Day 25: Manchester Beach – Bodega Dunes

Day 25: Manchester Beach – Bodega Dunes

Distance: 74.70 miles.
Time: 7:35.
Average Speed: 9.8 mph.

I know I’ve said this before, but today was tough. It was a long route, completely on Highway 1. There were small hills, medium hills, big hills, steep hills, shallow hills. Hills.

As I was packing up, a Dutch couple, Kris and Bernadette, came to say hello, they had set off from Los Angeles, and were on their way north to Anchorage, Alaska. A four month trip. That was nothing compared to Kevin, the other member of the campsite’s hiker/biker ‘club’. He had set off to walk the Appalachian trail two years before and was still walking. Planning to walk north up the Pacific Coast before taking a break for a year. After that, he would set off to walk the Great Divide and Pacific Crest trails too.

Finally setting off, at 20 past 10, it was cold and drizzly. I stopped to put on my waterproof overshoes, and was asked if I was ok by a dog walker. When I responded, she asked if I was Scottish, debating whether I was from Glasgow, before deciding my accent was a little more subtle. It turned out she’d played a courtier in a rendition of Mary Queen of Scots and had studied the accent for that!

Cool and damp, through nondescript farmland, it was a good time to put some miles in. I decided I’d do the 20 miles to Gualala before lunch. But the going was slow with a number of steep inclines sapping my energy reserves. I managed 12 miles, then stopped for a couple of rolls.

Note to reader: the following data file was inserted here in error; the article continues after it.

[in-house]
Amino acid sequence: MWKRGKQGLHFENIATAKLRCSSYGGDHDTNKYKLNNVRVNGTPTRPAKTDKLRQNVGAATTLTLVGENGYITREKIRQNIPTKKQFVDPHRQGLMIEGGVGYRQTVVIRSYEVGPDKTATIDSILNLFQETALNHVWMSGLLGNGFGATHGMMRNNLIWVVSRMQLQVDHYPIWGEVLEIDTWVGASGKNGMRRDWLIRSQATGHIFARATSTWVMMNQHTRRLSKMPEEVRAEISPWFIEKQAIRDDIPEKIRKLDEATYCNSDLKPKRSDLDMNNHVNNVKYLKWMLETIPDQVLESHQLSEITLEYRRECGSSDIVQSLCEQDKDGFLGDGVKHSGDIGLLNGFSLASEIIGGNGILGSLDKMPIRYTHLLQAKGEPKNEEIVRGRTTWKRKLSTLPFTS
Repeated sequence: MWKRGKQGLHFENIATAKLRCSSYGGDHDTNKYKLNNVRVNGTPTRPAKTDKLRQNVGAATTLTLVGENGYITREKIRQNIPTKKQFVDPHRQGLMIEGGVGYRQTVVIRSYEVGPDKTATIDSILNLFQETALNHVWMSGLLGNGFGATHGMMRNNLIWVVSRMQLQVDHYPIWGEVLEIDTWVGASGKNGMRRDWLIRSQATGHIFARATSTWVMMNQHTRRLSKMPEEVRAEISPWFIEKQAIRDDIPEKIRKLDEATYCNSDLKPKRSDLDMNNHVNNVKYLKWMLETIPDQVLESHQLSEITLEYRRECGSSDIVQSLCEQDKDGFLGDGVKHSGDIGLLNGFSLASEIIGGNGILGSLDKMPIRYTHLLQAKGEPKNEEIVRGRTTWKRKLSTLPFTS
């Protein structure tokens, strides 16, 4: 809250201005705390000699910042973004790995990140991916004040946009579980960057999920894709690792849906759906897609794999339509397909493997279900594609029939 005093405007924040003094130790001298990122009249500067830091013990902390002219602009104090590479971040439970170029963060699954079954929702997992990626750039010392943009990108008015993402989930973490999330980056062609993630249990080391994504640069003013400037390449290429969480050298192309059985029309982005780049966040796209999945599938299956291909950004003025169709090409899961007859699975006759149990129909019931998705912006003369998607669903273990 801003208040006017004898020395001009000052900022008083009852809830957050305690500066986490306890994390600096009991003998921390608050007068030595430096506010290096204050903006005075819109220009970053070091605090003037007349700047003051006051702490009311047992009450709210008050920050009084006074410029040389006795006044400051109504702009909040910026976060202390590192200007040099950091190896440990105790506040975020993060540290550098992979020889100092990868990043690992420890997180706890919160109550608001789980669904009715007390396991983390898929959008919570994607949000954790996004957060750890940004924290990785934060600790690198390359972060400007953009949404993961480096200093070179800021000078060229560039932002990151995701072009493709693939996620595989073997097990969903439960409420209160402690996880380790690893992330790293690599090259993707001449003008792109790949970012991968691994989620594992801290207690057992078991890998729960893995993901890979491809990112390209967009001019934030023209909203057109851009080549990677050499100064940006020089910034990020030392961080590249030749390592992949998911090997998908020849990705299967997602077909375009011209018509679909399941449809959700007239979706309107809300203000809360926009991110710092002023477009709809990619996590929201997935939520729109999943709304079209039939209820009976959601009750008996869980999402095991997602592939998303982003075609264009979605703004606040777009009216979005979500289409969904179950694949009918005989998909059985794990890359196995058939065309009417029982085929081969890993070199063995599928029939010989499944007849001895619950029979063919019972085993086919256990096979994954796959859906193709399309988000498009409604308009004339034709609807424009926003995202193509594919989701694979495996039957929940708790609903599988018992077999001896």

Carrying on, the hills didn’t let up and I struggled into Gualala. Finding a Bakery/ Mexican/ Pizzeria in a small shopping centre, I ordered a large slice of pizza and enchiladas as well. The pizza was good and the enchiladas came as a huge plateful with refried beans, rice and salad.

It was good fuel for cycling, but I felt terrible for the first couple of miles, as my body tried to process the massive amount of food. By the time I was feeling better, the route had become a procession of rolling hills, which was much more pleasant. Then, just when I was getting comfortable, a river inlet would indent the coast, with the road dropping steeply down to meet it, and climbing back up the other side.

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At half past 3, having just passed 40 miles for the day, my front gear cable snapped. Luckily, it was an easy fix and I was back on the road in quarter of an hour. I was keen to press on, concerned that, as it was a holiday weekend, camping might be an issue, a concern supported by the string of ‘full’ campsites I passed on the route.

At 50 miles, the road started to climb, continuing on for quarter of a mile through roadworks and then over some cattle grids, eventually I realised I was at 185 metres, then the road dropped slightly, before plateauing and rising back up over the top of a ridge, with a fast twisting descent down the other side. All with great views along the coast.

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Just passed Jenner, I passed a couple of cyclists on a bridge, just before the last big climb of the day. After the climb, one of them passed me then sped off ahead. A few miles later, as I headed towards Bodega Bay, he returned going back the other way, explaining that the Hiker/Biker camping was this way. Following his lead, we returned 2 miles back to Wrights beach. It had camping, but not Hiker/Biker, so we turned round again, and headed back along the road to the Bodega Dunes campsite.

Bodega Dunes was also ‘full’, but not for cyclists. On a very busy weekend for campsites, the hiker/biker section had one other tent in it when we arrived.

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